Todd M. Thrash, Department of Clinical and Social Sciences in Psychology, University of Rochester; Andrew J. Elliot, Department of Clinical and Social Sciences in Psychology, University of Rochester.
Implicit and Self-Attributed Achievement Motives: Concordance and Predictive Validity
Article first published online: 23 SEP 2002
Journal of Personality
Volume 70, Issue 5, pages 729–756, October 2002
How to Cite
Thrash, T. M. and Elliot, A. J. (2002), Implicit and Self-Attributed Achievement Motives: Concordance and Predictive Validity. Journal of Personality, 70: 729–756. doi: 10.1111/1467-6494.05022
We wish to thank Oliver Schultheiss for his helpful comments on a previous draft of this article.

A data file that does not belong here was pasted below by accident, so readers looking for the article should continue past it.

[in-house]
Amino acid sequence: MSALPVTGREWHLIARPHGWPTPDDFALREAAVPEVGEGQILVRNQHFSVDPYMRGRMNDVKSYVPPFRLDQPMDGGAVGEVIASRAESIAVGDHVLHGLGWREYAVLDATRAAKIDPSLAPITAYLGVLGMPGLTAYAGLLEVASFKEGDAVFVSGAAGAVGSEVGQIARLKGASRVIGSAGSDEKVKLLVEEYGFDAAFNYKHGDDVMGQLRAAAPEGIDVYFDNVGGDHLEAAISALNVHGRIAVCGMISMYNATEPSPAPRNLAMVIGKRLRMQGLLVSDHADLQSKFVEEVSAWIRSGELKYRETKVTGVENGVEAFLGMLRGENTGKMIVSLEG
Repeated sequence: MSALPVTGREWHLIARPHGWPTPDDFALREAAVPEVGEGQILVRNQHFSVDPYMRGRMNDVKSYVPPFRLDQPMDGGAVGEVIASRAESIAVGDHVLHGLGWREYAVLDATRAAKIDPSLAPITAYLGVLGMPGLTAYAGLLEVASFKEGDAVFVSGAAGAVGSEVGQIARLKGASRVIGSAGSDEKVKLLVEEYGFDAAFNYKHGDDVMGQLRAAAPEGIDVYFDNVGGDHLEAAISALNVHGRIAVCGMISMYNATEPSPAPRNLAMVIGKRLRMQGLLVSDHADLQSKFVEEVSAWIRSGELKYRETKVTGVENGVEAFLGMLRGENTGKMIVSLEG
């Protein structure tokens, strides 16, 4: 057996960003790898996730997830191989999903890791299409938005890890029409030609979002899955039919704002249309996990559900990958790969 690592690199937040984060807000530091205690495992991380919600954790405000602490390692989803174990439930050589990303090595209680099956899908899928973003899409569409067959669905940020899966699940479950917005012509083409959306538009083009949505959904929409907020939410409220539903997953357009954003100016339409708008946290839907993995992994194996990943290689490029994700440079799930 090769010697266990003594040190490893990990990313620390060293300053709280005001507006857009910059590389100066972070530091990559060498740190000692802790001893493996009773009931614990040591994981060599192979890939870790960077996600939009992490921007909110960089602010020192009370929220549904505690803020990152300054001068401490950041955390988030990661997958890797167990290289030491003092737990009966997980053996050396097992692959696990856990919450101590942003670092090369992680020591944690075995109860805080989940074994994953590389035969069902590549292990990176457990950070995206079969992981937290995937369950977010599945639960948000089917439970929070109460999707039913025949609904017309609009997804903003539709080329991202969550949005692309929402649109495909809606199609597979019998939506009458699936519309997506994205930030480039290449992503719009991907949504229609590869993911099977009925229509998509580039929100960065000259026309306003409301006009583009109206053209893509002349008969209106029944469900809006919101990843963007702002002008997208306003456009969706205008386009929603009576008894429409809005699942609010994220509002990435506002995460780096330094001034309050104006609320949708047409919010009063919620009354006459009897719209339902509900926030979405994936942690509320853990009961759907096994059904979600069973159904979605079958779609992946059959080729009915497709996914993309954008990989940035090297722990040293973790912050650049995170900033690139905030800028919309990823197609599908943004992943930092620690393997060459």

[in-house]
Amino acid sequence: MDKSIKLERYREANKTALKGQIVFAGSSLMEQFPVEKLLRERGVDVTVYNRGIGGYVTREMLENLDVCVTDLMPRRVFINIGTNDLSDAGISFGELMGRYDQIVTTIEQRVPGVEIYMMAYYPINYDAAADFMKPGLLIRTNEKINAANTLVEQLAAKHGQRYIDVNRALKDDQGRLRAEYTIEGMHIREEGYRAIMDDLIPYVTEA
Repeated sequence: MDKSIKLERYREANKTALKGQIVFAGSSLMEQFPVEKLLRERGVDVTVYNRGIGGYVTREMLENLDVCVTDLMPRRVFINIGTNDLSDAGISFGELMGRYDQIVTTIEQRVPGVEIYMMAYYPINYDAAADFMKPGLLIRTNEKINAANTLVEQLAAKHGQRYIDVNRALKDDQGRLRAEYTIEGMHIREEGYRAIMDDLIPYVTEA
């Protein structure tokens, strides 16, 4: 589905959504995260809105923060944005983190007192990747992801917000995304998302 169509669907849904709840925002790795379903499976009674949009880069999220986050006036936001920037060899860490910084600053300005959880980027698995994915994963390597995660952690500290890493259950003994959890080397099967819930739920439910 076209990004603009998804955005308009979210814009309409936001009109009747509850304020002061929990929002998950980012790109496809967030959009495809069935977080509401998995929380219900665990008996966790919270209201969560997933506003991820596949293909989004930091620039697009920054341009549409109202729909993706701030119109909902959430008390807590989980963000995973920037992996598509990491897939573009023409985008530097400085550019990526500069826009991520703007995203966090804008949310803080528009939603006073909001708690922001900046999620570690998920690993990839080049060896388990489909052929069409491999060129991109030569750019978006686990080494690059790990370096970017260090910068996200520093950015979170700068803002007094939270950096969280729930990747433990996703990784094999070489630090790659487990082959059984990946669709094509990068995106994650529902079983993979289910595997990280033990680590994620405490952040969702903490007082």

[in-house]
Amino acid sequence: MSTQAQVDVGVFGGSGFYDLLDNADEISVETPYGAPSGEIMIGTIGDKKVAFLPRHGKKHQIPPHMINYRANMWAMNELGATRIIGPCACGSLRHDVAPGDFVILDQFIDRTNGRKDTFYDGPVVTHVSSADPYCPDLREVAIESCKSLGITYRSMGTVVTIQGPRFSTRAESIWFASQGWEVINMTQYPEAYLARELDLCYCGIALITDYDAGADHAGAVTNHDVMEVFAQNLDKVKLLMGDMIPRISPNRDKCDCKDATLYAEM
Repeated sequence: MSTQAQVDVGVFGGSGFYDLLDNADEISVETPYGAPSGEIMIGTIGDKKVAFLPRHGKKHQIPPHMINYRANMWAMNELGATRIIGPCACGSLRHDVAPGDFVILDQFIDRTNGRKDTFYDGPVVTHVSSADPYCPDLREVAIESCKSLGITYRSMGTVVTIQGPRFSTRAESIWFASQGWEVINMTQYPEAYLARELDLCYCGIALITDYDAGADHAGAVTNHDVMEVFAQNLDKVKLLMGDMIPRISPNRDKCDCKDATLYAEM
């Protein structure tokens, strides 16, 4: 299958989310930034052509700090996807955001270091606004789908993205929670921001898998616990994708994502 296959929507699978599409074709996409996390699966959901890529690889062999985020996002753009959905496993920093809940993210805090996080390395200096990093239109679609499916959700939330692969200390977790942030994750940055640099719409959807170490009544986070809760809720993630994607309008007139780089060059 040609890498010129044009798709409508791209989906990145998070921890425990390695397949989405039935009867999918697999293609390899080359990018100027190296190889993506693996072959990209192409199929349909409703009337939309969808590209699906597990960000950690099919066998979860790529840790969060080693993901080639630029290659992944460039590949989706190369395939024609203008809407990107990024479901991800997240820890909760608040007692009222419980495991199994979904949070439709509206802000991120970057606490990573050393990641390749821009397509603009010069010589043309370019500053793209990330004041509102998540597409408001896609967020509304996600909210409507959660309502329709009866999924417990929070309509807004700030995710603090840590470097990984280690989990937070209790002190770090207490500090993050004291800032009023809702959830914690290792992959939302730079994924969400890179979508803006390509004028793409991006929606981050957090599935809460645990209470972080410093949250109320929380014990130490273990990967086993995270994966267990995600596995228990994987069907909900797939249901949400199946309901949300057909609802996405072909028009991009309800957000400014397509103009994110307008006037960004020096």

- Issue published online: 23 SEP 2002
- Article first published online: 23 SEP 2002
ABSTRACT As a complement to the literature on the discriminant validity of implicit and self-attributed motives, this study explored two issues that point to convergences: moderation of concordance between implicit and self-attributed achievement motives, and the role of the two types of motive as antecedents of achievement goals. Significant positive correlations were found between implicit and self-attributed need for achievement and between implicit and self-attributed fear of failure. Individuals higher in self-determination were more concordant in implicit and self-attributed need for achievement. Implicit and self-attributed achievement motives predicted achievement goals in a similar manner, and structural equation modeling yielded good fit for a conceptually parsimonious latent motive model. It is suggested that implicit and self-attributed motives converge in some respects (yet diverge in others), and implications for theory are discussed.